Archived Story

LeBron: great or gimmick?

Published 1:21pm Thursday, June 20, 2013

By Lynden Blake, Outlook Staff Writer

What defines greatness? LeBron James is said to be the greatest basketball player of all time, yet he is constantly criticized for not being a clutch player.

LeBron was deemed great from an early age. He was given the nickname ‘The King’ before he ever made an NBA Finals appearance.

ESPN constantly throws around the debate about LeBron being better than Michael Jordan. The media loves and praises him until he messes up.

Then it’s ‘LeBron is the most overrated player in the league.’

The media has set such high expectations and standards for LeBron, it’s like he can’t catch a break. LeBron’s situation is kinda like this – if he were to give someone a chocolate cake, they would tell him they only eat vanilla.

James is the most versatile player in the game, and he needs to be respected. Anything short of an NBA title, and he is a useless player who chokes in tight game situations and should NEVER be compared to Michael Jordan.

Four MVP awards in ten seasons doesn’t cut it for LeBron’s critics. People say he passes too much, gives up too many shots or isn’t as aggressive as he needs to be. Yet James leads his team in points, rebounds, assists and steals.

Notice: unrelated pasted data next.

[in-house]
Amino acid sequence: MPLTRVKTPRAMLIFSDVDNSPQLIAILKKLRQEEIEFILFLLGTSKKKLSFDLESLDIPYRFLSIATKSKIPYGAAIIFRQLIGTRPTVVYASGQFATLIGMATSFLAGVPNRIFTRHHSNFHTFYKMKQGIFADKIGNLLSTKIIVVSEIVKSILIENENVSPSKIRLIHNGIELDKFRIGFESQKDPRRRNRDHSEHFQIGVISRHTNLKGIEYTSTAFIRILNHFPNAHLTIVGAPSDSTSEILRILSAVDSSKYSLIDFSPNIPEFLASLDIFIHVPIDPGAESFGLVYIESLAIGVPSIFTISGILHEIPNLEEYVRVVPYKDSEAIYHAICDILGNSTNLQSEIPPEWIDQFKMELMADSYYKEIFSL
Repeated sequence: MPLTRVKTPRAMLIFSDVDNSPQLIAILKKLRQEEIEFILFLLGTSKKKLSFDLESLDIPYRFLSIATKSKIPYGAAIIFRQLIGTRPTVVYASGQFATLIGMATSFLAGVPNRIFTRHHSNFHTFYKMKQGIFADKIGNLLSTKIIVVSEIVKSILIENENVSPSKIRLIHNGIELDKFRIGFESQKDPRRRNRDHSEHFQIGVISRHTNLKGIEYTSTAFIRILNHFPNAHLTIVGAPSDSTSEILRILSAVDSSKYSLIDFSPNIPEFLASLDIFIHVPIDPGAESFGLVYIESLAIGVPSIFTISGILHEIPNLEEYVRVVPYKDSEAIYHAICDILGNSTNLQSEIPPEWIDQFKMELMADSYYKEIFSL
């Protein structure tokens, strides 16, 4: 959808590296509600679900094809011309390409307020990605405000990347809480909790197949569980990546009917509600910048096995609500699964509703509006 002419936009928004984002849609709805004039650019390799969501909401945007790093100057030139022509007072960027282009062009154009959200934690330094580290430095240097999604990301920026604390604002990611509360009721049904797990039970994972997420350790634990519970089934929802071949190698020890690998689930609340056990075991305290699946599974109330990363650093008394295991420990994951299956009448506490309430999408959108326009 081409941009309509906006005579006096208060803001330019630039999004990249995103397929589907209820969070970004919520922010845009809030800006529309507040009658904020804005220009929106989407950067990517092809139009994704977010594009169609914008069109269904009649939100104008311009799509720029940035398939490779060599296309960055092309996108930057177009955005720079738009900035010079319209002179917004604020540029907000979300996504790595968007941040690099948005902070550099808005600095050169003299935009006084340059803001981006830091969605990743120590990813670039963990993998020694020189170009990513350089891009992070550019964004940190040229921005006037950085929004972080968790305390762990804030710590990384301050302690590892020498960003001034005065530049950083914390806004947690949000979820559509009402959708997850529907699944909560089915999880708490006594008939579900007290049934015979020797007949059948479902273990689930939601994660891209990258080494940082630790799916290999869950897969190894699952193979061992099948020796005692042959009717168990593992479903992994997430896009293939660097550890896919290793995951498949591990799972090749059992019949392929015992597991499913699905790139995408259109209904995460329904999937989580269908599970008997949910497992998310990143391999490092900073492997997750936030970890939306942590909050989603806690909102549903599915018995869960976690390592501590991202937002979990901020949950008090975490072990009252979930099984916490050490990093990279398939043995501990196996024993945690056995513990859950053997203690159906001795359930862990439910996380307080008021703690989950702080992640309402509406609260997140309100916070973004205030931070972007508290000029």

One of the things that makes LeBron the best player of all time is the way he responds to adversity. After a slump in the 2011 NBA finals, LeBron spent all offseason working to become a better basketball player and fit for his Miami team.  The start of the 2011-2012 season was the best in franchise history and ended with Miami winning their second franchise NBA championship and ‘The King’ with his first ring.

The pressure is on now as James enters game seven in hopes of winning his second NBA title tonight. Coming off a historic fourth quarter performance in game six, James is ready to go hard in the paint and prove to the critics he can finish.

What’s on the line if the Heat lose game seven at home? LeBron’s greatness. If he crumbles under pressure, he will have to dig his way out of a hole of criticism for the rest of his career.

Am I saying the fate of the Miami team rests on his shoulders? Yes. Am I saying LeBron must play his best? Yes. There is no way the Heat will pull out a win over the fundamentally best team in the NBA without ‘The King’ leading the way to the basket.

He showed up in game six when it mattered, and there is no doubt in my mind that he will rise to the occasion in game seven.

LeBron James is a playmaker. Once he’s hot, not even a slight wardrobe malfunction will throw off his game.

As for the media, LeBron may always be the Kim Kardashian of the sports world. As long as he is staying the subject of the media’s affection, James will continue to prevail and be great.

Blake is a staff writer for The Outlook.

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